The estate of author Philip K. Dick is throwing in the towel. It's decided to drop the suit against the producers of the 2011 film The Adjustment Bureau.
Last fall, Media Rights Capital and director George Nolfi were sued by Dick's estate when they refused to pay royalties. The estate claimed that in 2001, Nolfi agreed to make "substantial payments" to adapt material from Dick's story "The Adjustment Team." But when he finally made the film (in 2011), he didn't pay the piper.
Apparently Nolfi and his producers discovered that "The Adjustment Team" was in the public domain, which means—no payment necessary. The estate argued that the story was originally published in 1955, while MRC and Nolfi say it premiered in a 1954 edition of Orbit Science Fiction.
According to The Hollywood Reporter:
The difference between publication in 1954 and publication in 1955 is huge because it would mean that under federal law, the story fell into public domain before the Dick estate filed for a copyright renewal in 1983. (He died in 1982.)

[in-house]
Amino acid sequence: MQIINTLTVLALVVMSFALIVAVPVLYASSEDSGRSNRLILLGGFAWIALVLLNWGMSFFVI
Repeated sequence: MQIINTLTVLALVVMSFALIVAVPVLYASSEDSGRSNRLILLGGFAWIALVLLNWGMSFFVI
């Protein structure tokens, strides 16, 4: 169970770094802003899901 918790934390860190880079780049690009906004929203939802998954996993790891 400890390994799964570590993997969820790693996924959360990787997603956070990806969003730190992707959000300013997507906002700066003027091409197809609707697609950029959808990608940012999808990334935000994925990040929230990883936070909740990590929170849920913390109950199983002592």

After a judge threw out key parts of the case, Dick's estate agreed to drop the suit. Today, dismissal papers were filed at the U.S. District Court in Los Angeles. Justin Goldstein and Jay Handlin of the firm Carlsmith Ball represented the trust and released the following statement:
"The judge's ruling and our decision to dismiss the remaining portions of the federal case had nothing to do with the merits of any of the claims. The Judge only concluded that state court is the appropriate venue for the dispute."
Hmm, all of a sudden we feel like watching Matt Damon and Emily Blunt dodge Terence Stamp. Don't you?
(via The Hollywood Reporter)